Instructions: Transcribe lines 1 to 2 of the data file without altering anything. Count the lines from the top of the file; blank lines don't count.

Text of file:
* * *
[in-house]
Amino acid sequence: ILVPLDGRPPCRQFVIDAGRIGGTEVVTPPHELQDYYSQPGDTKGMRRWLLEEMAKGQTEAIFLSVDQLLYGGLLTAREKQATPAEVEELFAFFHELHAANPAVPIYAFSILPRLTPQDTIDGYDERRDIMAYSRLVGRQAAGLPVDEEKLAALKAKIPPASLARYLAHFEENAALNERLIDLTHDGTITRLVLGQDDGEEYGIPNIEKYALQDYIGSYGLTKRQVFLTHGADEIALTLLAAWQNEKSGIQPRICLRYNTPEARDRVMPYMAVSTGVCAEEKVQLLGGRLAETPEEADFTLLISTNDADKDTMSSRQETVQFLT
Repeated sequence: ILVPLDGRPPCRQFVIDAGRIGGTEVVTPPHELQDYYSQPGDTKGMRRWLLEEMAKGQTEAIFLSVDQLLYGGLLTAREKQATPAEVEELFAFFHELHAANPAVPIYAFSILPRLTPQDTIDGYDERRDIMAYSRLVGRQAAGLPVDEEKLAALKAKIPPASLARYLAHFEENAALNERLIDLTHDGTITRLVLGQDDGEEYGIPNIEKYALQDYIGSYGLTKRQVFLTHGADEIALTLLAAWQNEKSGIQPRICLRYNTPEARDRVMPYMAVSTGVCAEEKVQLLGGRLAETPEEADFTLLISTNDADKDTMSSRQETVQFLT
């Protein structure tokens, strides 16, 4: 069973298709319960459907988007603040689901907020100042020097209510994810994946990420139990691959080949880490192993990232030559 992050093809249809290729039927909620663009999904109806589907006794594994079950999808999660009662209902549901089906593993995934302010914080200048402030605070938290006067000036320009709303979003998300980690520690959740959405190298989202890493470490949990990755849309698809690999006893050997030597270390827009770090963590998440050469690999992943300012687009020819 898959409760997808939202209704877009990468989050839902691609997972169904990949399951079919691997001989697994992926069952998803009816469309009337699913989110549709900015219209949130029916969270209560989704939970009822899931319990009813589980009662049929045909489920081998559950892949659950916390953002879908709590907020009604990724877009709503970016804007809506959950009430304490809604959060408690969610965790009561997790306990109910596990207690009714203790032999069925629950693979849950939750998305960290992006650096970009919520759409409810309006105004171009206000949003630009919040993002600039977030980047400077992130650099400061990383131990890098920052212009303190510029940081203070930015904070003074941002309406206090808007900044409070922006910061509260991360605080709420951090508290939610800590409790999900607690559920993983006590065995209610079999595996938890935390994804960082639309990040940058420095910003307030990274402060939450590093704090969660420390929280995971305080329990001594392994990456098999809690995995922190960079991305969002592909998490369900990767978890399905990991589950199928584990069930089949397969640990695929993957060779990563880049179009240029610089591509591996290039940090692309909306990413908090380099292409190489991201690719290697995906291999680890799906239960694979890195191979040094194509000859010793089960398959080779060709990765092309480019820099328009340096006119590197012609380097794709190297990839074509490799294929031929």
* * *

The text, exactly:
[in-house]
Amino acid sequence: ILVPLDGRPPCRQFVIDAGRIGGTEVVTPPHELQDYYSQPGDTKGMRRWLLEEMAKGQTEAIFLSVDQLLYGGLLTAREKQATPAEVEELFAFFHELHAANPAVPIYAFSILPRLTPQDTIDGYDERRDIMAYSRLVGRQAAGLPVDEEKLAALKAKIPPASLARYLAHFEENAALNERLIDLTHDGTITRLVLGQDDGEEYGIPNIEKYALQDYIGSYGLTKRQVFLTHGADEIALTLLAAWQNEKSGIQPRICLRYNTPEARDRVMPYMAVSTGVCAEEKVQLLGGRLAETPEEADFTLLISTNDADKDTMSSRQETVQFLT